Crystal Meth was first seen in South Korea and Taiwan, and came onto the market as a legal appetite suppressant. It is still available in a prescription form to temporarily address obesity, although it's infrequently used for this purpose. The crystal meth available on the street, however, is most often culled from underground labs, where the drug is cooked up in varying potencies and with differing purity. It usually appears as a white powder, or, in the case of ice, as whitish crystals. It is sometimes odorless, but it can also have a strong ammonia smell — the by-product of illegal, sketchy production in bootleg labs.
As with other stimulants, crystal meth decreases appetite, reduces fatigue, boosts alertness and confidence, and, at higher doses, creates feelings of exhilaration and euphoria. Users are usually talkative, energetic, and have a sense of well-being. When injected or smoked, it brings on an intense rush; this sensation is often what causes users to "chase" their high and use more and more crystal, increasingly often. This is part of what makes crystal meth so potently addictive.
Addiction to drugs like crystal meth can destroy health, cripple one's finances, and hurt those around the addict.
Crystal Meth arouses the central nervous system, increasing heart rate and elevating blood pressure and body temperature. With repeated and/or high dose use, it can cause nausea, tremors, dizziness, hyperthermia (when the body temperature rises to dangerously high levels), heart failure, and stroke. Psychologically, crystal meth can cause anxiety and hallucinations. Heavy users have also experienced something called toxic psychosis, a phenomenon in which the person feels panicked and paranoid, and may behave violently toward other people or themselves. They may also get seemingly stuck in repetitive physical movements or speech patterns. Although these symptoms usually resolve when the crystal meth is cleared completely out of the body, they sometimes linger for weeks or even months. Scientists believe this is probably due to damage of neurotransmitters in the brain.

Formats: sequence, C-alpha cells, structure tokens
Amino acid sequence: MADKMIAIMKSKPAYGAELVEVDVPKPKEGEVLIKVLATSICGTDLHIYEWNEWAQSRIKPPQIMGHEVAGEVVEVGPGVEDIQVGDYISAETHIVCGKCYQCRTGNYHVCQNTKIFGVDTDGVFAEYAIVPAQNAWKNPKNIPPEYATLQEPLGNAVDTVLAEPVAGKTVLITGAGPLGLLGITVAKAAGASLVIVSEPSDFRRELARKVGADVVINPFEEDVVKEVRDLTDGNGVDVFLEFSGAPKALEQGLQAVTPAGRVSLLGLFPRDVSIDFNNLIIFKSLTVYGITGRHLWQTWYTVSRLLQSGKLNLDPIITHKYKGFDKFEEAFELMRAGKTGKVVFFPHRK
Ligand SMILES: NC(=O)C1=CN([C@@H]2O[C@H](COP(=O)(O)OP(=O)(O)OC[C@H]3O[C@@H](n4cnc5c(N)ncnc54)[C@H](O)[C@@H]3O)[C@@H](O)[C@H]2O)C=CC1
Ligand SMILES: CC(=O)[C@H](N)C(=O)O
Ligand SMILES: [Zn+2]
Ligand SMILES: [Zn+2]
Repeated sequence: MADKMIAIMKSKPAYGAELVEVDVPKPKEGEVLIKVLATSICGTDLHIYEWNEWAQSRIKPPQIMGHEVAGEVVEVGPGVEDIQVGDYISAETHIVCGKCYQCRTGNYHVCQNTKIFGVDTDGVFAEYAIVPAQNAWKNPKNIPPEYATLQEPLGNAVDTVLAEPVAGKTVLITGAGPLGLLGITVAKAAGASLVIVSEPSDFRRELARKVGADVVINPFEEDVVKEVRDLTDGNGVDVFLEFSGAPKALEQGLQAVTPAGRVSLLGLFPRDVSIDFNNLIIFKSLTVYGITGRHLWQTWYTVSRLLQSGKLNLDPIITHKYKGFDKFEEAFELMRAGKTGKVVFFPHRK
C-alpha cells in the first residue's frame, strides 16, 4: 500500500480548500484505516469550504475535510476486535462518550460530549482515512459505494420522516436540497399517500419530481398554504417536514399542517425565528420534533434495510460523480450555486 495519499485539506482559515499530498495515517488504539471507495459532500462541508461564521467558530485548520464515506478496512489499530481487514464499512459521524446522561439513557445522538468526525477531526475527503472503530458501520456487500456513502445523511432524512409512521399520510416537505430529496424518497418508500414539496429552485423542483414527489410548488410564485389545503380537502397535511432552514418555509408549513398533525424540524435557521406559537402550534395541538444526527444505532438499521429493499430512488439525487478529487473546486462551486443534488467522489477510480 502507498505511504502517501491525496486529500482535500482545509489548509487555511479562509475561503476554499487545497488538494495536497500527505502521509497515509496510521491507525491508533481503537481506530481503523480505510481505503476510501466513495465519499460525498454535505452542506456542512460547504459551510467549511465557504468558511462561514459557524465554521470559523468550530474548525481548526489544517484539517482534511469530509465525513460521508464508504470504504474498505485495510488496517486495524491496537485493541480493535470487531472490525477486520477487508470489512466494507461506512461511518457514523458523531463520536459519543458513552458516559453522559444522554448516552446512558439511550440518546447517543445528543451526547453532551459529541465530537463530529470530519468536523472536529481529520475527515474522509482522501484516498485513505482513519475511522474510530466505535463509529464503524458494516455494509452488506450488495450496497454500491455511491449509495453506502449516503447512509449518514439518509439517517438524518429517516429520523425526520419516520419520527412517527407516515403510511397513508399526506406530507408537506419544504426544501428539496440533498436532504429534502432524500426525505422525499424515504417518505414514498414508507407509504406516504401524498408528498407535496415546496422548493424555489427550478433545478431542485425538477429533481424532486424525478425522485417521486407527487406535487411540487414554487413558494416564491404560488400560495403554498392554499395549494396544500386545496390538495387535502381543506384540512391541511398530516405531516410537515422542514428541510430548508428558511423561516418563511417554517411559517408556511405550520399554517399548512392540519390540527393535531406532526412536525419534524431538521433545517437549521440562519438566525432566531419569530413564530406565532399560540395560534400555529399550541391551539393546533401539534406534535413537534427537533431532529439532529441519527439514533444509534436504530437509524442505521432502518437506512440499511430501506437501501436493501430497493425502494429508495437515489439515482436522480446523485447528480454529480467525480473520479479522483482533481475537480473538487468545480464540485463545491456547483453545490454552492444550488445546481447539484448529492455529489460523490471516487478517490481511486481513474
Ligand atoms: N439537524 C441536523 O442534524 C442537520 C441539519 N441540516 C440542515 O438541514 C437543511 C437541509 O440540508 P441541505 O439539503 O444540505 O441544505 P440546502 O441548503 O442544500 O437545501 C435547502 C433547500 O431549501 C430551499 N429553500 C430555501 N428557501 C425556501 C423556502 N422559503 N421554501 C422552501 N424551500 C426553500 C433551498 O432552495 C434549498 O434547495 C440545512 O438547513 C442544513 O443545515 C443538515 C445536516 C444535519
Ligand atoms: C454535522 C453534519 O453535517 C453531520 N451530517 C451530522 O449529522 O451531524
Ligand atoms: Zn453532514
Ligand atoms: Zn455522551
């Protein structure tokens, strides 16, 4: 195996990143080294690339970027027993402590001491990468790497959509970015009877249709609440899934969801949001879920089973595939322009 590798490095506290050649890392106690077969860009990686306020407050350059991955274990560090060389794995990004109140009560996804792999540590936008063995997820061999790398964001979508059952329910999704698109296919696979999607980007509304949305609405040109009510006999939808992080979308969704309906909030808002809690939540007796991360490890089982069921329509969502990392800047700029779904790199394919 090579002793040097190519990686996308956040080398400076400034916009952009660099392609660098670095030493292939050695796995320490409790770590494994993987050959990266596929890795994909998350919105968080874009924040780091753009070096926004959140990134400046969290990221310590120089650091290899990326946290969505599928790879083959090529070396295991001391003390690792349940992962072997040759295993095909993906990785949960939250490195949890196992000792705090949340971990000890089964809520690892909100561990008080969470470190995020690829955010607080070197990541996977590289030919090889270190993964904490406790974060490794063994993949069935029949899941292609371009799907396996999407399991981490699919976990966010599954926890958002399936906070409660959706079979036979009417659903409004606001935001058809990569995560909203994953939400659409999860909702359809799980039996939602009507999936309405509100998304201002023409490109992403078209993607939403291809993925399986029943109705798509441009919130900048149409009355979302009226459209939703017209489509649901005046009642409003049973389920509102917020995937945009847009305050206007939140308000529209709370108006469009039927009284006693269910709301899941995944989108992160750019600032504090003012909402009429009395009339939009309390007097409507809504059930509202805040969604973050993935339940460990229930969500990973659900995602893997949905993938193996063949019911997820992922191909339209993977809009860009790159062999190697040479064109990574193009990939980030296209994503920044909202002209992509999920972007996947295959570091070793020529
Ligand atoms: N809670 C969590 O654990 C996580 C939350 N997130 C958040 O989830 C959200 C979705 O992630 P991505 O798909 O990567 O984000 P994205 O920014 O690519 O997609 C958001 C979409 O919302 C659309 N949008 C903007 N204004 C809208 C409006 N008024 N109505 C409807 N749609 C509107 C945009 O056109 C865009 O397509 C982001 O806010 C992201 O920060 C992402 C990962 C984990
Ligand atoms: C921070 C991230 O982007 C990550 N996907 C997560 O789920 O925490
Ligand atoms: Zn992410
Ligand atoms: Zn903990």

When crystal meth users go on a binge — what's called "amping" or "tweaking" for days on end — they often experience poor nutrition, lack of sleep, and other nasty side effects of driving too fast for too long. Like using crystal meth's stimulant cousins cocaine and crack, "tweaking" can go on and on until the user has run out of money, is mentally confused and disoriented, is physically exhausted, or worse. Overdose on crystal meth is highly possible, especially in this scenario.
Another factor to consider is that whether someone is smoking, swallowing, injecting, or snorting crystal meth, they're likely to be careless about other aspects of their health. In addition to lack of sleep and malnutrition, risk of HIV and Hepatitis B infection go way up if users share their needles to get a fix. Also, although stimulant use has been associated with difficulty maintaining an erection, meth seems to increase sex-drive. Feeling pumped and confident, some users engage in unsafe and/or rough sex, increasing their exposure to HIV, Hep B, and other STIs.